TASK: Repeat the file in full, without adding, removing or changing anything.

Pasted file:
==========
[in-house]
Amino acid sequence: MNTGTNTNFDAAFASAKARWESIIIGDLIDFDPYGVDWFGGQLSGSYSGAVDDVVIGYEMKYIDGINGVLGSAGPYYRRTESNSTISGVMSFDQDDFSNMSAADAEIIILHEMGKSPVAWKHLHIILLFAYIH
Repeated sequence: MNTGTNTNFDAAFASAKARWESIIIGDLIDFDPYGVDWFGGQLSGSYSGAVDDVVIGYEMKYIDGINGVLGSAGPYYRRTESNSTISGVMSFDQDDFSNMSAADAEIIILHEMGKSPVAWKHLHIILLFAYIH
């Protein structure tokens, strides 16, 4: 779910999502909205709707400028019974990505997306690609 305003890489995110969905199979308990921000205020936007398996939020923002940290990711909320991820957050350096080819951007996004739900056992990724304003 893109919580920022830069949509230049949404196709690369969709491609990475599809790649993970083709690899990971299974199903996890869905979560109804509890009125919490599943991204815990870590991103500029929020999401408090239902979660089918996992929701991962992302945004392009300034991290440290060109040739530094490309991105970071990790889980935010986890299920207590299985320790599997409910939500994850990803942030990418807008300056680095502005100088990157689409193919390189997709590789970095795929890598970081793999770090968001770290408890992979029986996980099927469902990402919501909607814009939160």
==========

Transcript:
[in-house]
Amino acid sequence: MNTGTNTNFDAAFASAKARWESIIIGDLIDFDPYGVDWFGGQLSGSYSGAVDDVVIGYEMKYIDGINGVLGSAGPYYRRTESNSTISGVMSFDQDDFSNMSAADAEIIILHEMGKSPVAWKHLHIILLFAYIH
Repeated sequence: MNTGTNTNFDAAFASAKARWESIIIGDLIDFDPYGVDWFGGQLSGSYSGAVDDVVIGYEMKYIDGINGVLGSAGPYYRRTESNSTISGVMSFDQDDFSNMSAADAEIIILHEMGKSPVAWKHLHIILLFAYIH
């Protein structure tokens, strides 16, 4: 779910999502909205709707400028019974990505997306690609 305003890489995110969905199979308990921000205020936007398996939020923002940290990711909320991820957050350096080819951007996004739900056992990724304003 893109919580920022830069949509230049949404196709690369969709491609990475599809790649993970083709690899990971299974199903996890869905979560109804509890009125919490599943991204815990870590991103500029929020999401408090239902979660089918996992929701991962992302945004392009300034991290440290060109040739530094490309991105970071990790889980935010986890299920207590299985320790599997409910939500994850990803942030990418807008300056680095502005100088990157689409193919390189997709590789970095795929890598970081793999770090968001770290408890992979029986996980099927469902990402919501909607814009939160």